First in decades: $95mn auto part plant breaks ground in Detroit
On Monday, Detroit Mayor Mike Duggan, Flex-N-Gate owner Shad Khan and other community leaders officially broke ground on the $95 million manufacturing facility on the city’s east side.
“This is the kind of development that we’ve been working for. It’s the kind of development Detroit has not been able to compete for in recent years, but we’re starting to compete and win right now,” Duggan said according to the Detroit Free Press.
Flex-N-Gate produces automotive parts including, headlamps, bumpers and other molded parts for automotive manufacturers.
The Detroit facility will supply parts to Ford Motor Company and is expected to open next year.
The new 350,000 square-foot facility will occupy 30 acres of the 186-acre abandoned land in the city’s I-94 Industrial Park, which has been vacant for nearly 15 years.
Flex-N-Gate plans to hire at least 400 employees right away, planning to create up to 750 total jobs over the next three years, the city said Monday in a news release.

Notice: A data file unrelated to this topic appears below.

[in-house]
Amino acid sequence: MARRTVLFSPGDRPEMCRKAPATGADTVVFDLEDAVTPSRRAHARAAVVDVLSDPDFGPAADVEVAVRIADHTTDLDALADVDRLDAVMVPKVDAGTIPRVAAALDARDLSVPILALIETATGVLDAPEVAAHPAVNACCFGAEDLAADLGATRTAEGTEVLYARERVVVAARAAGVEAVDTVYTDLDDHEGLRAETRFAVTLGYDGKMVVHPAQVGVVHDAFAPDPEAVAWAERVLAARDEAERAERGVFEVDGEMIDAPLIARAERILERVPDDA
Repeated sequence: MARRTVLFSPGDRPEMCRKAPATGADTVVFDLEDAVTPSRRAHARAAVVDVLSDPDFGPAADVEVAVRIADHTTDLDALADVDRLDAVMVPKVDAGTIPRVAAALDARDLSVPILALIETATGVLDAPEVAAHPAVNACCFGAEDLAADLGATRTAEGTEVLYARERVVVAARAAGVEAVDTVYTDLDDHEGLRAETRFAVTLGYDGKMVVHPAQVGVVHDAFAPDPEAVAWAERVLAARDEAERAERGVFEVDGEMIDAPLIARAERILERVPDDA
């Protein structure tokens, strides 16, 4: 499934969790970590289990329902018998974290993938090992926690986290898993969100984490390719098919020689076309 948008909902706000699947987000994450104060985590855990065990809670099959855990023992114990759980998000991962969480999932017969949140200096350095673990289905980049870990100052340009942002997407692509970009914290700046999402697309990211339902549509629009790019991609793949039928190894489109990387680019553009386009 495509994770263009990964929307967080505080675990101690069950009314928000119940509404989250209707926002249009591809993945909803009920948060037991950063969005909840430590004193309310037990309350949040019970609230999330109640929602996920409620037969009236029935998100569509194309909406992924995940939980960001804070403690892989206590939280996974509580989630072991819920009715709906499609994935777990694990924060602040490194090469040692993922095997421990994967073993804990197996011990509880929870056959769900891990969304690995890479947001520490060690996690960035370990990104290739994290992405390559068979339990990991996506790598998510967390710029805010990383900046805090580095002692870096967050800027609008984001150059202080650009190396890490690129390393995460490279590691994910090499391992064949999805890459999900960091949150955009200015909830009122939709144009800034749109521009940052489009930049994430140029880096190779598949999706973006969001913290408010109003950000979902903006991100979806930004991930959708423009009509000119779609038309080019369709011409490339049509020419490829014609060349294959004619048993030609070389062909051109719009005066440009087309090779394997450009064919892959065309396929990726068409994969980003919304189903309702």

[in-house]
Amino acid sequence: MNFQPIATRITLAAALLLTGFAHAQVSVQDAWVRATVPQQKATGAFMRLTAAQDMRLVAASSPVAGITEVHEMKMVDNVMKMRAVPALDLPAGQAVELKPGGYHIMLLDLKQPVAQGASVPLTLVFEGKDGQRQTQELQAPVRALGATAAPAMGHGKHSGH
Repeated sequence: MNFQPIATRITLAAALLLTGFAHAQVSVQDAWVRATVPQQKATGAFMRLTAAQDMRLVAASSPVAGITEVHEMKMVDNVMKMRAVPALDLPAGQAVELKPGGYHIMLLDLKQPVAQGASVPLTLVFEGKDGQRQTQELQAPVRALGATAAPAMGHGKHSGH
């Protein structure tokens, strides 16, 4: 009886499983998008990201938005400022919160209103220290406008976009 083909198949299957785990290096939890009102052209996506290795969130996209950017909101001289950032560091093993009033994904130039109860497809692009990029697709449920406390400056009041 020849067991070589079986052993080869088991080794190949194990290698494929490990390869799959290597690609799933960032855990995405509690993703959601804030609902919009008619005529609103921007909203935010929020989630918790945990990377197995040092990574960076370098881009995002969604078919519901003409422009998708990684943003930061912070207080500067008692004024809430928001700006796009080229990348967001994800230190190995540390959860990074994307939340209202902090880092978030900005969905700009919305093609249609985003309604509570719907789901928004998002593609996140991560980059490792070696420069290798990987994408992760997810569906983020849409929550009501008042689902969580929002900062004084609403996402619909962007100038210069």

Flex-N-Gate also stated that they would be hiring 51 percent of the construction workforce locally and would give at least 30 percent of the construction work to Detroit-based companies.
“Nothing is more important to our city than creating jobs for Detroiters,” Duggan said, according to a press release from Flex-N-Gate. “The fact that Flex-N-Gate has committed to such a strong local hiring and contracting plan shows the company’s deep level of commitment to being a partner with the community.”
Khan said that Bill Ford was a "key driver" behind the decision to build the plant in Detroit.
“I had spoken to (Ford), and their wish was we really try hard to be in the city of Detroit,” Khan said, according to the Detroit News. “When the customer gives you a sense of direction that that’s what they’d like, that’s what you want to look like.”
The project was also incentivized by a $5.9 million property tax abatement for the company and a $2.6 million federal grant for road improvements approved by the Detroit City Council.